A Brief History of Saisons

Growing up on a farm in southwest Scotland, I learned the values of hard work at a very young age. Us Kirkpatrick kids were always put to good use on the farm and soon learned that the worst thing we could say to our dad was ‘I’m bored’. Big dates in the farming Calendar such as lambing, shearing and silage time usually culminated with a beer, particularly during the summer. This was my first indication that beer, agriculture and hard labour are intrinsically linked.

The term farmhouse ale comprises of two basic groups; biere de guarde and Saison, the later coming from the French word meaning season. Both can trace their roots back to the farm breweries of northern France and the Wallonia area of southern Belgium respectively. Saisons were traditionally brewed by farmers at the beginning of winter to quench the thirst of farm workers toiling the fields in the summer months. Ingredients consisted of whatever the famer could source in the surrounding area leading to a hugely diverse and extraordinary family of beers.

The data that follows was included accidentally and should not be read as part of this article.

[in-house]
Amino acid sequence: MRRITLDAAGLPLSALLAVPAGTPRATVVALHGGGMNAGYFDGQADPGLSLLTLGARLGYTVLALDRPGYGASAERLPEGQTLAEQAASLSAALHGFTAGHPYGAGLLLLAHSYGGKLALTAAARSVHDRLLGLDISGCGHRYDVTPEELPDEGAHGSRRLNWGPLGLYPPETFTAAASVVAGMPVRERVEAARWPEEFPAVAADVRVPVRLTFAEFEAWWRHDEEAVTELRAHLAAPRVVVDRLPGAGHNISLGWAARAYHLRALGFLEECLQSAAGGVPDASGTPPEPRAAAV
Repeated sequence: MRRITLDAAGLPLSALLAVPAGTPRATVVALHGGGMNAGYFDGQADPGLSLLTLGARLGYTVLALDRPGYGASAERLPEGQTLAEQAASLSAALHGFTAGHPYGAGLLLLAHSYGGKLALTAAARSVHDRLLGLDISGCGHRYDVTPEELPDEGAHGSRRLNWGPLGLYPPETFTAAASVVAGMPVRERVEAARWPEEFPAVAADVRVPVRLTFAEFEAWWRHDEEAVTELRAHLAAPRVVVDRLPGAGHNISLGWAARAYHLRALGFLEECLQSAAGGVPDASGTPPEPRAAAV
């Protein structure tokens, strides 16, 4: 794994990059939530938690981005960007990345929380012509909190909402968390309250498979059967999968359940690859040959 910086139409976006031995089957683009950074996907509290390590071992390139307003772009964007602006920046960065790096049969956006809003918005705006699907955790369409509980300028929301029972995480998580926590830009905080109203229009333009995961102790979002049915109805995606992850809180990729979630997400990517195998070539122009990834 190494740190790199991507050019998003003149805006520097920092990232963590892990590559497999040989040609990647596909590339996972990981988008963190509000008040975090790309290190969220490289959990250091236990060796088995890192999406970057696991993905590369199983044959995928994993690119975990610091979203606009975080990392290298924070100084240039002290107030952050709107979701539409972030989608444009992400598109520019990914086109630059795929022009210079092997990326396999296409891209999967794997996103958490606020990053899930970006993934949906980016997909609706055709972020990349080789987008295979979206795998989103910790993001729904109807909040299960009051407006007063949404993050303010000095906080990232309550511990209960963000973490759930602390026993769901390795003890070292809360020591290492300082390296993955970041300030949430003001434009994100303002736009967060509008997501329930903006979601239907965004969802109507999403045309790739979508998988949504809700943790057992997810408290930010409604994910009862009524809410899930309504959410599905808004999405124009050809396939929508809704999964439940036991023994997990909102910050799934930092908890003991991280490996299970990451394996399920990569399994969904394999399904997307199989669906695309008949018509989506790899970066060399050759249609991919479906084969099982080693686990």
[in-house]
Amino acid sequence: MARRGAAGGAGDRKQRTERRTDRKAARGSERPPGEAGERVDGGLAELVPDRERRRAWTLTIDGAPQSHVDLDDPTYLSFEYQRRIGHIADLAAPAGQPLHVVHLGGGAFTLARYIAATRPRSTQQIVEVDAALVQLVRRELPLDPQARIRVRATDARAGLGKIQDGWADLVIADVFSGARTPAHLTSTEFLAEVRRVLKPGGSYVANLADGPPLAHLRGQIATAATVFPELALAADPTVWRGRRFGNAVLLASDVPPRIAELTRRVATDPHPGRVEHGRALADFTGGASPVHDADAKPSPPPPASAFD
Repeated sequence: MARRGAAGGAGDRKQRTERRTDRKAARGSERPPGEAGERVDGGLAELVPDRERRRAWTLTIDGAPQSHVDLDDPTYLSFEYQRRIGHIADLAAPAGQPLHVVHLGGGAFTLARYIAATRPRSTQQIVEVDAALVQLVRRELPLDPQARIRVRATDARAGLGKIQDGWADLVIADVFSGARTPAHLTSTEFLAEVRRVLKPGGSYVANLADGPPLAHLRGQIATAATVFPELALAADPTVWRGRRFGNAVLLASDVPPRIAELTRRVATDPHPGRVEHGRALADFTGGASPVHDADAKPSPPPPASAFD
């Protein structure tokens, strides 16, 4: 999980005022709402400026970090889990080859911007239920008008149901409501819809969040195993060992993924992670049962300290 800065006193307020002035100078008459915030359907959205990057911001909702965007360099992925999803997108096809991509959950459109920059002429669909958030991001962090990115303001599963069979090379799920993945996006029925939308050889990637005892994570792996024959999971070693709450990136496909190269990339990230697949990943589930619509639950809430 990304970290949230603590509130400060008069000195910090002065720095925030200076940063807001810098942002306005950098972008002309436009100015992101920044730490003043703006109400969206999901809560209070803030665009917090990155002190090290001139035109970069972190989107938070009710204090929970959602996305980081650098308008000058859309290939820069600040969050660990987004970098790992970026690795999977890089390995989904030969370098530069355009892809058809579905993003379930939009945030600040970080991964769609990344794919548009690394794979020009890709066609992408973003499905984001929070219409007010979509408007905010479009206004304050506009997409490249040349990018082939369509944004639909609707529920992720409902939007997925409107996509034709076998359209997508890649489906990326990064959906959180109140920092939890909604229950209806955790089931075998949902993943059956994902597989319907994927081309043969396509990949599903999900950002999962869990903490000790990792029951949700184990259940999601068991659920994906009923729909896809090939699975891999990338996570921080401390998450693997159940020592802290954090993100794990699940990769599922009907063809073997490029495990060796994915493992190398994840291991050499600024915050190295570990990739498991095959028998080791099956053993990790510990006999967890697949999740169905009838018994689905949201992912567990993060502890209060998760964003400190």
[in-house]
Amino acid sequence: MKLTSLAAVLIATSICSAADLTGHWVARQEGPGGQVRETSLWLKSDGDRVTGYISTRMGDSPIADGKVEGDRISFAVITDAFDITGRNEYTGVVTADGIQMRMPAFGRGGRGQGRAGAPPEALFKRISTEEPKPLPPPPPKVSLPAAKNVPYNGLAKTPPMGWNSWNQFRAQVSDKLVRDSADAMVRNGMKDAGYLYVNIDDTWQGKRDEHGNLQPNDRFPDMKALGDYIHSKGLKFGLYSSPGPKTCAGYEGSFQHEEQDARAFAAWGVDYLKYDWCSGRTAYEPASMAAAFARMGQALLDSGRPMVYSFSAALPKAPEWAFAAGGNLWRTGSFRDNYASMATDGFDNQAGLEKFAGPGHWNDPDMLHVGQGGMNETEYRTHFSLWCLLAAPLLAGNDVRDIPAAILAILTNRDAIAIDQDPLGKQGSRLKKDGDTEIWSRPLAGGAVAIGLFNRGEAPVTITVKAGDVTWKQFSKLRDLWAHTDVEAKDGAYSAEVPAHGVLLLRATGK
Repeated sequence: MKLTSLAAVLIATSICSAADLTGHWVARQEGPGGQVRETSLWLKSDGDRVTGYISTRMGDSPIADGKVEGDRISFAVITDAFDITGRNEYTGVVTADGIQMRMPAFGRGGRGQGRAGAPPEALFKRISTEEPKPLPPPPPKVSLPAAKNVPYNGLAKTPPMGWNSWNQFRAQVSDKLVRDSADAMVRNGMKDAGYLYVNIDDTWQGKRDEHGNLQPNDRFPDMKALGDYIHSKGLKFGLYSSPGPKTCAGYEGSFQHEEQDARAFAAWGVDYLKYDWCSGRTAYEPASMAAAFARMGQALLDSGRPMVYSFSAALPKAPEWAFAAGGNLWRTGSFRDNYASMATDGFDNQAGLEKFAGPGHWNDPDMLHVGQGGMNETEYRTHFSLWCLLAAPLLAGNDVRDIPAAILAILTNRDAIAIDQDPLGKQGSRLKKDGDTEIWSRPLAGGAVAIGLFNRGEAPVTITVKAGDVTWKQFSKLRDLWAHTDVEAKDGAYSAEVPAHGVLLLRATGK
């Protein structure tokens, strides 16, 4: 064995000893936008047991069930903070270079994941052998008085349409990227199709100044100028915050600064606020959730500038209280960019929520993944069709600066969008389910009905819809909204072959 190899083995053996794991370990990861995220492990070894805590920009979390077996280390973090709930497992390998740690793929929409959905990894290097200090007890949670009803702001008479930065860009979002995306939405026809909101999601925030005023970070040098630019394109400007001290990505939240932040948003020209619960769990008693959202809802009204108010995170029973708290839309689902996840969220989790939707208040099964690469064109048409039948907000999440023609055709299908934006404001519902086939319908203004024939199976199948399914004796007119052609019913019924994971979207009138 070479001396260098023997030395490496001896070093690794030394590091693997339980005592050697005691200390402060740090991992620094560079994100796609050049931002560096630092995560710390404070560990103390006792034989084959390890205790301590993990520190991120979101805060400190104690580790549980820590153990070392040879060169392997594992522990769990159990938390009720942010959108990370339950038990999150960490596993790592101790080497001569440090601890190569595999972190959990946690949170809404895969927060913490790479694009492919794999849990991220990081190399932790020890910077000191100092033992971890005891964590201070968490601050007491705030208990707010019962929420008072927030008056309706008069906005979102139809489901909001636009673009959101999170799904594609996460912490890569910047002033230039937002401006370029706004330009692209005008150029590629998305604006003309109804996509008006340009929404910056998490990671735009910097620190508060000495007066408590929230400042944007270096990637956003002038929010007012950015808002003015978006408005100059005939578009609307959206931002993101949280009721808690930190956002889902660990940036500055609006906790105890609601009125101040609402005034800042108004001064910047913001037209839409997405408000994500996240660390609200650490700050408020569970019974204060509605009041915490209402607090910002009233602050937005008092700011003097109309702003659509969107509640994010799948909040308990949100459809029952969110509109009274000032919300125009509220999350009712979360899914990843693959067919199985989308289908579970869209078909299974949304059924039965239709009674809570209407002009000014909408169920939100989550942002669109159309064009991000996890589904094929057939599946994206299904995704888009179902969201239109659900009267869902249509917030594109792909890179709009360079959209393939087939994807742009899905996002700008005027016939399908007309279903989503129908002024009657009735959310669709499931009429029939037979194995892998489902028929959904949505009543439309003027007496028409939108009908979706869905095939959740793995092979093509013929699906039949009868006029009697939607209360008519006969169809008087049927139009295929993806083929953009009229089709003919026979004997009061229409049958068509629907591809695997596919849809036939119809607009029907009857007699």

As farming became more mechanised at the turn of the 20th century the requirement for a large workforce became superfluous and little by little the farm breweries disappeared. Now only a few remain. Whilst modern interpretations diverge from the traditional ‘old saison’ they retain many of the Original nuances. They are light, dry beers design with refreshment rather than sustenance in mind. They are typically hoppy and can incorporate spices and wild yeasts to which generates vinous characteristics. With such variation Saisons shouldn’t be thought of as a style rather a family of beers with, in a word, extraordinary character.


My first memory of Saison was on a summer’s day in 2009 whilst on a weekend trip to Belgium. Having left home and moved to a recession hit London at the end of 2008, my corporate job discontentment prompted my wife to organise a short trip to Belgium. Overlooking the hop fields of Pompering drinking the peppery Saison DuPont took me back to my childhood and a million miles from the drudgery of city life. It would start my fascination with this extraordinary family of beers and four years later prompt me to start Savour.

It has never been my intention to brew numerous variations of every beer style under the sun so if you’re looking for a massively hopped IPA or barrel aged imperial stout then you’re in the wrong place. What I do hope to do is brew our own interpretation of this fantastic family of beers and introduce them to as many people as possible. They provide a fantastic alternative to the massively hopped beers that saturate the market today. Try not to characterise or compare them to the style guidelines rather as an extension to an exceptional family of beers.




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